The term ‘youth unemployment’ is bandied about with a mixture of hopelessness and glee by journalists, politicians, and development experts.
It is a term that elicits thoughts of large subsidies, delinquency and economic prosperity all at once, as within the word ‘unemployment’ appears the word ‘employment’, the goal that the journalist, the politician and the development expert all want for Africa’s youth.
However, youth unemployment is increasing, and not dropping, despite valiant efforts to counteract the circumstances that are leading to this continued rise. But are there solutions we’ve not given enough credence to? Could the answer be lying in front of us, waiting for us to sit up and pay attention to it?
Kenya’s youth unemployment statistics can be misleading. Recent fact checking by Africa Check of newspaper headlines claiming that 39 percent of Kenya’s youth are unemployed illustrated that this was not an accurate portrayal of youth unemployment, as it did not discount those ineligible to work, or those that were homemakers or even students that were of working age.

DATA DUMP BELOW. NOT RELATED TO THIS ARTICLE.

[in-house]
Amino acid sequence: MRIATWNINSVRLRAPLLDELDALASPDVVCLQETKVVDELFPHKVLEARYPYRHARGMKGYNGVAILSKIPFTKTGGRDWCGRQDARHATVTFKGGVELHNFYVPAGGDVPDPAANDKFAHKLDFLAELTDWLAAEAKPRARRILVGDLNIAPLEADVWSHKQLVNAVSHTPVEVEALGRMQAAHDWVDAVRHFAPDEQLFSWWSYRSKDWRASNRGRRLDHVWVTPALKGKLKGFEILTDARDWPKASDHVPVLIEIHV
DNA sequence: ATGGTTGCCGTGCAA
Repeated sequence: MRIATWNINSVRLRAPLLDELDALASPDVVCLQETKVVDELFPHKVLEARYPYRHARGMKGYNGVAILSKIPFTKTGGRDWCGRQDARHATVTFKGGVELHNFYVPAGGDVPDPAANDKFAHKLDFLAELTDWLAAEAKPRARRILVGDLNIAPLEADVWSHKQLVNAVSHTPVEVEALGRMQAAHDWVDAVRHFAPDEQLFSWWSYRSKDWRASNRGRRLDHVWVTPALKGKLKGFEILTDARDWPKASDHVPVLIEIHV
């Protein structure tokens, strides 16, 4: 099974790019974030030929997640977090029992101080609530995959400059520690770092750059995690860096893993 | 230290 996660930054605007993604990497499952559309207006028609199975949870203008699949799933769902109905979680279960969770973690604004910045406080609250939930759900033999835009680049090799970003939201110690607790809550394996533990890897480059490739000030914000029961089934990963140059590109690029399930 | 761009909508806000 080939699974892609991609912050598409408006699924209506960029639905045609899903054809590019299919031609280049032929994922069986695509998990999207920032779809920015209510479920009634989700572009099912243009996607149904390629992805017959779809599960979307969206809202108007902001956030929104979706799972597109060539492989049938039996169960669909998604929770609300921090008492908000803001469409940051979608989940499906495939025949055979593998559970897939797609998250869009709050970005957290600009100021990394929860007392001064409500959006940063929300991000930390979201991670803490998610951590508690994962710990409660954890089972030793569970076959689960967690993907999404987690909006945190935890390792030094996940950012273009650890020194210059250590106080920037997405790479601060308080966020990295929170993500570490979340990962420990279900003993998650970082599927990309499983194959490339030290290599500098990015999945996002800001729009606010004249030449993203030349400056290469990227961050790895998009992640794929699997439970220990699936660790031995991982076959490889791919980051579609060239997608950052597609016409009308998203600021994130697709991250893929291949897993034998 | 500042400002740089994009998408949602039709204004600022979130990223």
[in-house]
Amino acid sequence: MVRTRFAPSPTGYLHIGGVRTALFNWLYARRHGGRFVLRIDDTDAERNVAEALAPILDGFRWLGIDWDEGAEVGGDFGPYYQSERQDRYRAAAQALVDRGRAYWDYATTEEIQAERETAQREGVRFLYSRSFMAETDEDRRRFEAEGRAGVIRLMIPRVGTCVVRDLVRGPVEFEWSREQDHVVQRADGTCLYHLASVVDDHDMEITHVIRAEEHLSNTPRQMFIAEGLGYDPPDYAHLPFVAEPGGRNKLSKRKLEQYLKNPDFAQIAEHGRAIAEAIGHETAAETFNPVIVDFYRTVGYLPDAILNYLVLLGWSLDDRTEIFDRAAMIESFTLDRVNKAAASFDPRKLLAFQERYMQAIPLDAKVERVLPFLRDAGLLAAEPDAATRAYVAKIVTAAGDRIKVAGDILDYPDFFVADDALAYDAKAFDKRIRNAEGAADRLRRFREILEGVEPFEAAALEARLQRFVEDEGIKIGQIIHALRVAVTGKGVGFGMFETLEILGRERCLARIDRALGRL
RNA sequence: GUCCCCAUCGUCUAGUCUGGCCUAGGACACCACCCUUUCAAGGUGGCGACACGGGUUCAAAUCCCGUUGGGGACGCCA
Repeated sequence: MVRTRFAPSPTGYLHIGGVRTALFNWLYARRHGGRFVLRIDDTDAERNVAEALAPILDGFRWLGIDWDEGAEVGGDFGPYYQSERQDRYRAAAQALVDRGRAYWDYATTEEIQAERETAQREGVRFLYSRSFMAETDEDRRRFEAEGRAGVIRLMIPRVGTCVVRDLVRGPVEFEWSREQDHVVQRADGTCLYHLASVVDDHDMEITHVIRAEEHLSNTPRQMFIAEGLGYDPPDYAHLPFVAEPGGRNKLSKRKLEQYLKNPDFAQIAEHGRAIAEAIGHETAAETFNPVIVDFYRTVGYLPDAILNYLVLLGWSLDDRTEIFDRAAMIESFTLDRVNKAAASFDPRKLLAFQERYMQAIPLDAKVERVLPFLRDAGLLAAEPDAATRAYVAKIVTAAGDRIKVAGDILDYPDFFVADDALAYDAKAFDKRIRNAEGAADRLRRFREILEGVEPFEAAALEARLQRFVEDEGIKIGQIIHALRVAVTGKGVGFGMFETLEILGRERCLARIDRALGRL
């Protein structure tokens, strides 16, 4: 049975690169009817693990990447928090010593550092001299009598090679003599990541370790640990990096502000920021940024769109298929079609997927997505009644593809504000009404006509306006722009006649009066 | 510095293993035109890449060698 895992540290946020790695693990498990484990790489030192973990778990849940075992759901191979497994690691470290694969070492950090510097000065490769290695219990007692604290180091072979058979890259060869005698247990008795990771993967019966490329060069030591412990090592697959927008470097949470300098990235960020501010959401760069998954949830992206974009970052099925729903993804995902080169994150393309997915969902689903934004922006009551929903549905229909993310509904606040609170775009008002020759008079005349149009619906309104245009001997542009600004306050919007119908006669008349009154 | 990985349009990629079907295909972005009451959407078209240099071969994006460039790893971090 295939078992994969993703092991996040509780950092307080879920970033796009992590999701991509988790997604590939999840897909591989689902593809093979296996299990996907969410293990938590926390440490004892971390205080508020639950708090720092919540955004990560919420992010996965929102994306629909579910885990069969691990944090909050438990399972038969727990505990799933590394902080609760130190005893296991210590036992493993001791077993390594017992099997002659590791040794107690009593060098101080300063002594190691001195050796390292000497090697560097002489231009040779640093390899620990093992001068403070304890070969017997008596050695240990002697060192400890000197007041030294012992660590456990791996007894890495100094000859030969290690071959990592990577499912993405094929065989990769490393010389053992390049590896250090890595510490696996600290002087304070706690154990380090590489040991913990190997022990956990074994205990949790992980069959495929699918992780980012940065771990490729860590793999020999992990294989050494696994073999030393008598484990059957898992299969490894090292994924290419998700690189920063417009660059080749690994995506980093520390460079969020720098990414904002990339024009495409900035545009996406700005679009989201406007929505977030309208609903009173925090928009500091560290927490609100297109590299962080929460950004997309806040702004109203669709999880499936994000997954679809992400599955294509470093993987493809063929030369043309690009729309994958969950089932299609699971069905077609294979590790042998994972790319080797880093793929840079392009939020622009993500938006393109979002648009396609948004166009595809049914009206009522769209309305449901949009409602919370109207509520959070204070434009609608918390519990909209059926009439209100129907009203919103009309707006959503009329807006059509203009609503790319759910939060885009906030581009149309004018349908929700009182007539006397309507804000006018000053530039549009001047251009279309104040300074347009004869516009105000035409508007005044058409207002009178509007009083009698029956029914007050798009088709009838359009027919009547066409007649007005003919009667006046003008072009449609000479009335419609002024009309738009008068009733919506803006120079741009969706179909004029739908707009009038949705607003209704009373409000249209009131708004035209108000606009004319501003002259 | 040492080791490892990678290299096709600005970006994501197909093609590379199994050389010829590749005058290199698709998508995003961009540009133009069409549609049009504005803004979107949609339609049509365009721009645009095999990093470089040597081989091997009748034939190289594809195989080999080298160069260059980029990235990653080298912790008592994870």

The actual current figure for total youth unemployment is 11.4 percent at the national level, according to the most recent official and verified statistics. It is expected that this figure, as with total unemployment rates, will be higher for 2020.
This is in part due to the effects of the Covid-19 pandemic, which has greatly exacerbated unemployment, and pushed economic development back significantly.
In informal settlements, where population density is vastly greater than in formal neighbourhoods, the number is generally considered to be much higher, with some sources stating it is as high as 70 percent, though these are not verified statistics.
Whichever way we approach it, the statistics highlight for all to see that there is a pressing need for a solution to this problem, and with the escalating economic devastation brought about by the ongoing pandemic, it is now more pressing than ever.
Some approaches to tackling the youth unemployment crisis that were previously considered viable options are now redundant, such as certain models of entrepreneurship and certain aspects of the service or hospitality industry.